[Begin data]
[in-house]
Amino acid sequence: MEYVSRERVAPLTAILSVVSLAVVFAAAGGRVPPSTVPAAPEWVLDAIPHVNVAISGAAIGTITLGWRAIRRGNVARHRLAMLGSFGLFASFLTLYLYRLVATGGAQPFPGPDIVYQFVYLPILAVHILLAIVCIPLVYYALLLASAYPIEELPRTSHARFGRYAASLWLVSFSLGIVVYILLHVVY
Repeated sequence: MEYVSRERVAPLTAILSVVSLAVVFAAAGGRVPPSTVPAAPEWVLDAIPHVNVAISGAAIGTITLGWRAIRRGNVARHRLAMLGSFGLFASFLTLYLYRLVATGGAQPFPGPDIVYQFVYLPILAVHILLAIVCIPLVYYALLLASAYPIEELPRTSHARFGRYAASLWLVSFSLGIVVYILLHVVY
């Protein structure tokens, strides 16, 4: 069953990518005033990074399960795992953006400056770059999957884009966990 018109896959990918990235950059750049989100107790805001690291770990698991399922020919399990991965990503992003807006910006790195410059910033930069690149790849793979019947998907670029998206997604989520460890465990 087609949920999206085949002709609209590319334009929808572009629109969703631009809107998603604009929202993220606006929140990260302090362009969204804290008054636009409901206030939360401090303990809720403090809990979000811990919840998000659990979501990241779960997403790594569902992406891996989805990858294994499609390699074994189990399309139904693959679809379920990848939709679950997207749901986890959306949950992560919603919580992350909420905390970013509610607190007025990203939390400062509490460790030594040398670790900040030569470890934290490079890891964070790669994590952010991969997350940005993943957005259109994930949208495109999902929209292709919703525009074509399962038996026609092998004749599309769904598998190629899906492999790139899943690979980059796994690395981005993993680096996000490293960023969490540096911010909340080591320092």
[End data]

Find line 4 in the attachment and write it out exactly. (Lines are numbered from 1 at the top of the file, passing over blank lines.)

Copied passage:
């Protein structure tokens, strides 16, 4: 069953990518005033990074399960795992953006400056770059999957884009966990 018109896959990918990235950059750049989100107790805001690291770990698991399922020919399990991965990503992003807006910006790195410059910033930069690149790849793979019947998907670029998206997604989520460890465990 087609949920999206085949002709609209590319334009929808572009629109969703631009809107998603604009929202993220606006929140990260302090362009969204804290008054636009409901206030939360401090303990809720403090809990979000811990919840998000659990979501990241779960997403790594569902992406891996989805990858294994499609390699074994189990399309139904693959679809379920990848939709679950997207749901986890959306949950992560919603919580992350909420905390970013509610607190007025990203939390400062509490460790030594040398670790900040030569470890934290490079890891964070790669994590952010991969997350940005993943957005259109994930949208495109999902929209292709919703525009074509399962038996026609092998004749599309769904598998190629899906492999790139899943690979980059796994690395981005993993680096996000490293960023969490540096911010909340080591320092």